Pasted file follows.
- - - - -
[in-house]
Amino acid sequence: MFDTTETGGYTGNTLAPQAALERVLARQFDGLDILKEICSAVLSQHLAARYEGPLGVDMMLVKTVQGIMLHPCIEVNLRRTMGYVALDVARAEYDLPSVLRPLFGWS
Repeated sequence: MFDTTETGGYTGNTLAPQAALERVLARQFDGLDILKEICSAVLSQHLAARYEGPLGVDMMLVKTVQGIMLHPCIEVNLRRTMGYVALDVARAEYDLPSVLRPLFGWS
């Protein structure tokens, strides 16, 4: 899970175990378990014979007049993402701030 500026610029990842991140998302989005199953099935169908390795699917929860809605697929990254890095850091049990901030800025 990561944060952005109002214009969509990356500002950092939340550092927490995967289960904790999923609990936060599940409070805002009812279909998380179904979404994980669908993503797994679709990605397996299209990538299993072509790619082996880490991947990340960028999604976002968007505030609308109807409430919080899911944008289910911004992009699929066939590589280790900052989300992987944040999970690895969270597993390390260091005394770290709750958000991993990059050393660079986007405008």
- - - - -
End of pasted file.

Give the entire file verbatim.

[in-house]
Amino acid sequence: MFDTTETGGYTGNTLAPQAALERVLARQFDGLDILKEICSAVLSQHLAARYEGPLGVDMMLVKTVQGIMLHPCIEVNLRRTMGYVALDVARAEYDLPSVLRPLFGWS
Repeated sequence: MFDTTETGGYTGNTLAPQAALERVLARQFDGLDILKEICSAVLSQHLAARYEGPLGVDMMLVKTVQGIMLHPCIEVNLRRTMGYVALDVARAEYDLPSVLRPLFGWS
């Protein structure tokens, strides 16, 4: 899970175990378990014979007049993402701030 500026610029990842991140998302989005199953099935169908390795699917929860809605697929990254890095850091049990901030800025 990561944060952005109002214009969509990356500002950092939340550092927490995967289960904790999923609990936060599940409070805002009812279909998380179904979404994980669908993503797994679709990605397996299209990538299993072509790619082996880490991947990340960028999604976002968007505030609308109807409430919080899911944008289910911004992009699929066939590589280790900052989300992987944040999970690895969270597993390390260091005394770290709750958000991993990059050393660079986007405008």